The Galaxy S5 and Nexus 5 are two of the most powerful Android handsets in the market.
Samsung strived to impress this time around by beefing up specifications and improving the camera drastically. LG waited in the wings until the end of last year to spring up in the market with the Nexus 5 and with that it had better specs than most of the other smartphones to be released in 2013. But it still had some flaws holding it back from being as popular and as successful as the Nexus 4. With some new players in the market, can the Nexus 5 hold its place until the next-gen model is released at the end of next year? Let's see how it does against the Galaxy S5.
The Nexus 5 ditched the glossy backing found on the Nexus 4 in favor of an all-black look that dulled the overall appearance. Google and LG made very little effort to wow in this department. Samsung's new perforated backing brings a different look to the Galaxy line that was much needed. It may not have been the most impressive choice for a new design, but it still outshines the Nexus 5, which is very plain in terms of overall look.
The Nexus 5 comes with a True HD 4.95-inch IPS display with 1920 x 1080 resolution at 445 ppi. The Galaxy S5 comes with a 5.1-inch Super AMOLED display with the same resolution and lower ppi. It basically functions as a bigger version of the screen found on the Galaxy S4. In a side by side comparison, 1080p video looked almost identical on the Nexus 5 and S4, so there shouldn't be much of a difference on the S5. The two devices are pretty much even in this area.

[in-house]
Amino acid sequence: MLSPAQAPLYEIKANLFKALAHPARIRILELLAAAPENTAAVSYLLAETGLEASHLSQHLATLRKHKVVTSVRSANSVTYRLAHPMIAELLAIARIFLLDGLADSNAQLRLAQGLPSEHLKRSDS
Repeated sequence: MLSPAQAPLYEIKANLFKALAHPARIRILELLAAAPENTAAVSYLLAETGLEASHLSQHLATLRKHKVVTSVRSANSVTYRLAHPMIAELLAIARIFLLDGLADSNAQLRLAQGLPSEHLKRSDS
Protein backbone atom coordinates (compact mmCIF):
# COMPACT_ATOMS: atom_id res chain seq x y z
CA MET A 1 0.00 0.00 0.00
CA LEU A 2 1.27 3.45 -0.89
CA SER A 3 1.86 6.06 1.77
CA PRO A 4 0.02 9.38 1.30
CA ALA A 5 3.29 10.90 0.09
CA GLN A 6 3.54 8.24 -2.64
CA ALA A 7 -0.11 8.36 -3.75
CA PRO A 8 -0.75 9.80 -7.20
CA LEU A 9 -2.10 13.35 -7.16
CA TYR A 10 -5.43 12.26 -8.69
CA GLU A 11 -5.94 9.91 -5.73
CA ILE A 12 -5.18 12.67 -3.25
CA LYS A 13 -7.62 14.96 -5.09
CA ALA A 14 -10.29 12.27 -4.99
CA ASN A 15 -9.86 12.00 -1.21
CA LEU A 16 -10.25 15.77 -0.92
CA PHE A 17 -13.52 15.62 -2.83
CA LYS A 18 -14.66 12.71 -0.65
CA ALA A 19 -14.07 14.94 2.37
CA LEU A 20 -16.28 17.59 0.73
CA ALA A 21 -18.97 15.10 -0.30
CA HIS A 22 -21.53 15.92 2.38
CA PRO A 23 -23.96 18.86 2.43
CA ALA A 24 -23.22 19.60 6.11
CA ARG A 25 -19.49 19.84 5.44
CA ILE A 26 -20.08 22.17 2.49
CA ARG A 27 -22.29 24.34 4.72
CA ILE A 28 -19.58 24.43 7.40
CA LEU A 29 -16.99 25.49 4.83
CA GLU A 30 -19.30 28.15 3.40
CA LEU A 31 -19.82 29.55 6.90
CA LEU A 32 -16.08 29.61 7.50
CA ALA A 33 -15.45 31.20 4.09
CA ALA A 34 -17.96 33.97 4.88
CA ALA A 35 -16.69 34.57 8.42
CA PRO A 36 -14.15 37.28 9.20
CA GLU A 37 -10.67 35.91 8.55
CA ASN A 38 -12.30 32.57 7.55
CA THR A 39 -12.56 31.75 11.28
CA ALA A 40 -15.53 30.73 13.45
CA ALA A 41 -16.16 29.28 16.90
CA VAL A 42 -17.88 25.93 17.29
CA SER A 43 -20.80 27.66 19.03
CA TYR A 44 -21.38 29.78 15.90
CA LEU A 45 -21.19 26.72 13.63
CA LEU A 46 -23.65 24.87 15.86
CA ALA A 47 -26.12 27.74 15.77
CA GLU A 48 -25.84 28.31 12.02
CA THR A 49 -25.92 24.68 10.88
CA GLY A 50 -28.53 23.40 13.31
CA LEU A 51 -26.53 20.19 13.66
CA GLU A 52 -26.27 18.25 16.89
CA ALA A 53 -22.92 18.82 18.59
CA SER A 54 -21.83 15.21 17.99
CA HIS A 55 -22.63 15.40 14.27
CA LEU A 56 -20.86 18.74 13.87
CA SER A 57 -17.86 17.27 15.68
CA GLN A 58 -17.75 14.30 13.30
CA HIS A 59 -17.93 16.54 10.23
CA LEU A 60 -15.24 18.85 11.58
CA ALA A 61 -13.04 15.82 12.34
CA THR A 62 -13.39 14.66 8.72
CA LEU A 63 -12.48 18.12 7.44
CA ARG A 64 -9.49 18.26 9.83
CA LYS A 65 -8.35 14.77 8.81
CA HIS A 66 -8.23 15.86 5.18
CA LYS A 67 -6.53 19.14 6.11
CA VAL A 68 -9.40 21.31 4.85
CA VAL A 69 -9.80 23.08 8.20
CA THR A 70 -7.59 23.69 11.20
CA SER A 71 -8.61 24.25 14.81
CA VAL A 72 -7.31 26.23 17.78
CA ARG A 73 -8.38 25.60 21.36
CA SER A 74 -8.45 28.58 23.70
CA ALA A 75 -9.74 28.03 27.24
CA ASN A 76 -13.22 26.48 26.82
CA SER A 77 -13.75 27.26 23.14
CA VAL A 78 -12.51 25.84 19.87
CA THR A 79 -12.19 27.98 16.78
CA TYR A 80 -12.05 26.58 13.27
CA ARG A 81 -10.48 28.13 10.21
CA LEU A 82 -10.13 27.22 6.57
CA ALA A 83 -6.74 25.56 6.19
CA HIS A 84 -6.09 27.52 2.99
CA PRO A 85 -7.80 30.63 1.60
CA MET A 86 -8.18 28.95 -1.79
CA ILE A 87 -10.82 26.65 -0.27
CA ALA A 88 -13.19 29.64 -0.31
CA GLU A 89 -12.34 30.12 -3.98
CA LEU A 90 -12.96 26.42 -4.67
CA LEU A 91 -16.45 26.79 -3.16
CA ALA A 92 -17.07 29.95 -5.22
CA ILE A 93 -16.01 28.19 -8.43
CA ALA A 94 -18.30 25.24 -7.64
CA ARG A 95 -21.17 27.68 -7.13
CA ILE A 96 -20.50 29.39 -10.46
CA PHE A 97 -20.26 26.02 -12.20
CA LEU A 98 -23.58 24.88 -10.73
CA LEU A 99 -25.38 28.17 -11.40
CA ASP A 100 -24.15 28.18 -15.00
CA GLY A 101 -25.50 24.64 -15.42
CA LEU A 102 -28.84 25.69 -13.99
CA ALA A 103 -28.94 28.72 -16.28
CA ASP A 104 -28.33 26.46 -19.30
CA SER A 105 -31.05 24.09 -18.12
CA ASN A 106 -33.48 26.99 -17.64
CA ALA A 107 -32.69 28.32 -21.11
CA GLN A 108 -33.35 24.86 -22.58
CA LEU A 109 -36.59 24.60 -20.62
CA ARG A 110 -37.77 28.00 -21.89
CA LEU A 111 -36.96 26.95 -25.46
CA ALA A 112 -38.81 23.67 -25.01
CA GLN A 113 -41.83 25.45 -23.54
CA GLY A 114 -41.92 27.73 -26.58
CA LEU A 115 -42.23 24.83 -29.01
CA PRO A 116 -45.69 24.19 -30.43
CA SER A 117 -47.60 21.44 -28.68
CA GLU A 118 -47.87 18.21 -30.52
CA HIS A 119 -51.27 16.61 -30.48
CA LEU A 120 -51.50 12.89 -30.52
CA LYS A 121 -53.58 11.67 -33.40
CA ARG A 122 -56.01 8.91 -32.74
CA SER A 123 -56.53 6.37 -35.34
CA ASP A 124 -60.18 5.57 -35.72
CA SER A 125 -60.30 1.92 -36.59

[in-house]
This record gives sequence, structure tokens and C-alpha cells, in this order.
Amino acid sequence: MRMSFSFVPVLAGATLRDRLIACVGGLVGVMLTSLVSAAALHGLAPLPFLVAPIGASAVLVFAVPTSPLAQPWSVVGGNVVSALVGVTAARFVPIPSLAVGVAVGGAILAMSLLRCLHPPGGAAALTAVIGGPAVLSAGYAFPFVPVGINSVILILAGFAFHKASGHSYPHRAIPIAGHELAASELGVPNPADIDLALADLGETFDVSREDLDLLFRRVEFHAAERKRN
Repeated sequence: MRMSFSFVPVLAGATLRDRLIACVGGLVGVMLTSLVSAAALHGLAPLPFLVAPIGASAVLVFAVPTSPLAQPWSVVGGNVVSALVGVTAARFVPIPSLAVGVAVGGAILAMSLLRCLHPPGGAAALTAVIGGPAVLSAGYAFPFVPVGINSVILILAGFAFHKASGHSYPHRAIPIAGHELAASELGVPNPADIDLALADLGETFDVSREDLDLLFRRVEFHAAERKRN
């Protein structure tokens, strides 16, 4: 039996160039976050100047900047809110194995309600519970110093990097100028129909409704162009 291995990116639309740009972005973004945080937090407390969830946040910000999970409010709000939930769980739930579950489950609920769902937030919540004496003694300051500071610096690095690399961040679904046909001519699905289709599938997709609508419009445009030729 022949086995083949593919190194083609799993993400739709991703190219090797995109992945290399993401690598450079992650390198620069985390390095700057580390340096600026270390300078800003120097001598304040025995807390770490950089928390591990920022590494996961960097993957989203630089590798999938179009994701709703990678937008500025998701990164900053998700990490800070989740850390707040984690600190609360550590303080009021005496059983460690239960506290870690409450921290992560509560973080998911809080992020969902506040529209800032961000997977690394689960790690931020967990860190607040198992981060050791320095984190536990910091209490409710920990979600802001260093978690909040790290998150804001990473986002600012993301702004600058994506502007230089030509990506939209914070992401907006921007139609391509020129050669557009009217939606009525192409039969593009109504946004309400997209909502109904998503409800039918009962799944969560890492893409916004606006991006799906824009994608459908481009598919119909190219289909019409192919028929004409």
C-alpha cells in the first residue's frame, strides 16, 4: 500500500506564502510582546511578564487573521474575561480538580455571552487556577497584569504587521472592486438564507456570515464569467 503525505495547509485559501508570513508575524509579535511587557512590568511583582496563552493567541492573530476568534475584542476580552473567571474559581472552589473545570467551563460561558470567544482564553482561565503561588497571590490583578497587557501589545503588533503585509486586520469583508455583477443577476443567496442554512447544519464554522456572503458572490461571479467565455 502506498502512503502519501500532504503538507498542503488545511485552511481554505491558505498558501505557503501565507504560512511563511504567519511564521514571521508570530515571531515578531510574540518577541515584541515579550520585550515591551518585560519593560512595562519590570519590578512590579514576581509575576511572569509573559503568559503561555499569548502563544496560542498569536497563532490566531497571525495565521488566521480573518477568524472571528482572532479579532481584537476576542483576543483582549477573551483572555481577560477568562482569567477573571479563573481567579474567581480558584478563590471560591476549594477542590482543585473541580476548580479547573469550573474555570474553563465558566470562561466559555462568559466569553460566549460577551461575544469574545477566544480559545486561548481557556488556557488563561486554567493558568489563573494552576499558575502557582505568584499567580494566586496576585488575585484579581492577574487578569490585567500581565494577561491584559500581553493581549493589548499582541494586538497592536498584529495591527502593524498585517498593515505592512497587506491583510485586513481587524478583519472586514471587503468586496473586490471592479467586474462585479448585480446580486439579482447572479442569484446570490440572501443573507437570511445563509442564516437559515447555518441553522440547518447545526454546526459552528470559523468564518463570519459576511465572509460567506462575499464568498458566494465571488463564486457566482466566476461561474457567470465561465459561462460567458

The Nexus 5 features the best integration of Android 4.4 KitKat currently found on the market while the Galaxy S5 once again goes with the bulky and lagging Touch Wiz UI that features a bunch of unnecessary software that holds Android back from its true potential. The Nexus easily takes this area against any smartphone.
The Nexus 5 features an 8-megapixel camera with LED flash, optical image stabilization and autofocus. During the device's launch many customers complained over the problems the point-and-shooter's software was giving them. The Galaxy S5 features a 16-megapixel camera with innovative new feature such as Selective Focus. Samsung really went all out this time and might have the best point and shooter on the market. The Nexus stuck to the basics and had too many issues along the way so Samsung takes it here.
Both of these devices suffer from lack on innovation. Samsung tried a little bit harder so it probably has a bit of an advantage, but the additions such as a Heart Rate Monitor and apps made for fitness only cater to a certain market. The Nexus 5 is a basic device that doesn't do enough to separate itself from the Nexus 4. Even though Samsung didn't work wonders this week, it still released a device more appealing than the latest offering from Google and LG.